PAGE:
Best Practice Value Management

Keith Owen
In my new role as Chair of the Institute of Value Management (IVM), I am keen that clients demand best practice value management for their projects.

I am delighted to take up the Chair of the Institute of Value Management (IVM) in the UK for the next two years. The Institute draws its membership from senior professionals in industry, commerce, construction, education, manufacturing and transport, for example, with an interest in several areas including productivity, quality and value. We are a focal point for the exchange of ideas and best practice in this field. There is a global context for value management (VM), and all G8 and several G20 countries have a professional membership body.

In the UK we are now seeing greater government acknowledgement of the importance of VM.

In the UK we are now seeing greater government acknowledgement of the importance of VM. The government is seeking to drive greater value and reduce costs but in an informed way - not just cutting costs without understanding the effects on the public purse. VM can greatly support these challenges and we know it delivers. I was pleased that the government’s new Construction Advisor, Peter Hansford, has highlighted the need for public sector projects to demonstrate whole life value and he recently outlined this in an article for the IVM’s Value magazine (PDF 699.6KB).

Whether public or private sector, I find that all our clients are facing the challenge of how to be competitive and to demonstrate to their shareholders and funders they are maximising the potential of their businesses and demonstrating value for money on their projects. To help achieve this, I’d like to see more clients demanding best practice in value management, reinforced by mandatory professional accreditation.

I’d like to see more clients demanding best practice in value management, reinforced by mandatory professional accreditation.

I want to see more accurate information about VM permeating industry as a whole. There are a lot of misconceptions out there. We see clients thinking they’re getting VM, consultants claiming they ‘always do it anyway’ (which usually indicates cost cutting and nothing else) as well as general misunderstanding about what VM is and isn’t.

VM uses a combination of concepts, methods and techniques to create sustainable value for both organisations and their stakeholders. A really important point is that VM is not all about cost cutting and it’s not a project delivery tool. It’s actually a business definition tool and this is what it does:

  • VM helps clients to structure their business cases
  • Enables clients to identify, challenge and structure their objectives
  • Separates needs from wants
  • Uses tools for optioneering, maximising value and demonstrating value for money
  • Identifies benefits that improve the bottom line and deliver the business case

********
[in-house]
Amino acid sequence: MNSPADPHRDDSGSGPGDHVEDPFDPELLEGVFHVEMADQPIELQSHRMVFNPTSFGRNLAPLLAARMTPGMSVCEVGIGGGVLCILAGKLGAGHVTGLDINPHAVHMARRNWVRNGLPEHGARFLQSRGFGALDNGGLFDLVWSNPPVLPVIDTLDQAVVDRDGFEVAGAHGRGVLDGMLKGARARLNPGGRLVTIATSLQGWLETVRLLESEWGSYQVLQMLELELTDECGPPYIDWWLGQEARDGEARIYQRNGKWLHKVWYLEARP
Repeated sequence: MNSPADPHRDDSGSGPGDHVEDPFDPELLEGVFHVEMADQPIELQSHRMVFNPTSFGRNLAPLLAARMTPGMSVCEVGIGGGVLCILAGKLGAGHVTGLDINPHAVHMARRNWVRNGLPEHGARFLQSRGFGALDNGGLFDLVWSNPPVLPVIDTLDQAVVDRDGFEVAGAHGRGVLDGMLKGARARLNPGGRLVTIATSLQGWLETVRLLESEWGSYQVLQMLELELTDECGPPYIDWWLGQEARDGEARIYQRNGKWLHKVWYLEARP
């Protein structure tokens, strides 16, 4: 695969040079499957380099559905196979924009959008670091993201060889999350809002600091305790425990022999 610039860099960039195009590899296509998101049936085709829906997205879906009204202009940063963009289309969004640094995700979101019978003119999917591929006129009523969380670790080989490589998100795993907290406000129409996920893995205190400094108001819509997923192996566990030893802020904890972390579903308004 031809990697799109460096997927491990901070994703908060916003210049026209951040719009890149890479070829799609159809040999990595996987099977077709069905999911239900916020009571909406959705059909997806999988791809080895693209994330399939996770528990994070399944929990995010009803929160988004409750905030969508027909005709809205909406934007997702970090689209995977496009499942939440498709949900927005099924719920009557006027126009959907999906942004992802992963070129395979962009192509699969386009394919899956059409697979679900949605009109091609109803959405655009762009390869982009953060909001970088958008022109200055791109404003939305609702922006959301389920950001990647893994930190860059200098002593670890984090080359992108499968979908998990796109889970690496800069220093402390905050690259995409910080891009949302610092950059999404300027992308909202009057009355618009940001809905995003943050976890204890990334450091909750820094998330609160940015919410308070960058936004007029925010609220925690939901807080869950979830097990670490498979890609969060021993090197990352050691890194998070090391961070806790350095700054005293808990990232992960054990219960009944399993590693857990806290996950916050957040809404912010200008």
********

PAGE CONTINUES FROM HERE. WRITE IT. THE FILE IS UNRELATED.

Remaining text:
• Provides lessons learned, for continual improvement.

One step that clients can take is to ask that VM practitioners are professionally qualified as Professionals in Value Management (PVM). At the moment the UK is lagging behind in demanding this. In Singapore, for example, this professional accreditation is required on public sector projects. In the UK the government currently recommends the Management of Value (MoV) course but this is a lower level qualification than the Europe-wide PVM.

Increasingly Faithful+Gould’s focus is on realising best value on a whole life value (WLV) basis...

Faithful+Gould is a corporate member of the IVM and has professionally qualified staff with the European recognised qualification in VM. We’re also active in the US, Middle East and Asia Pacific VM arenas. In the US the Faithful+Gould team includes members that are Certified Value Specialists (CVS), SAVE International qualified and some who are also PVM qualified. The Middle East demand has become much stronger in the last two years, with VM driven by project management office (PMO) requirements, where training an organisation’s staff and supply chain is a vital component, leaving a legacy of best practice. We continue to work on several such commissions.

Increasingly Faithful+Gould’s focus is on realising best value on a whole life value (WLV) basis using our VM and value engineering (VE) methodologies, integrated with strategic asset management (SAM), sustainability and knowledge management. We have managed the VM/VE process on major projects and programmes worth in excess of £16 billion and delivered savings of over £2 billion without affecting functionality. We are currently using WLV in several areas.

During my leadership of the IVM I hope to spread the word on the benefits that can be realised in both the public and private sectors through the use of effective VM. I’m also keen to gain further recognition of the Institute with the government, government bodies, educational institutions and leading private sector clients. Finally I hope to grow the IVM membership and to reinforce the Institute as the centre of excellence for all VM matters in the UK.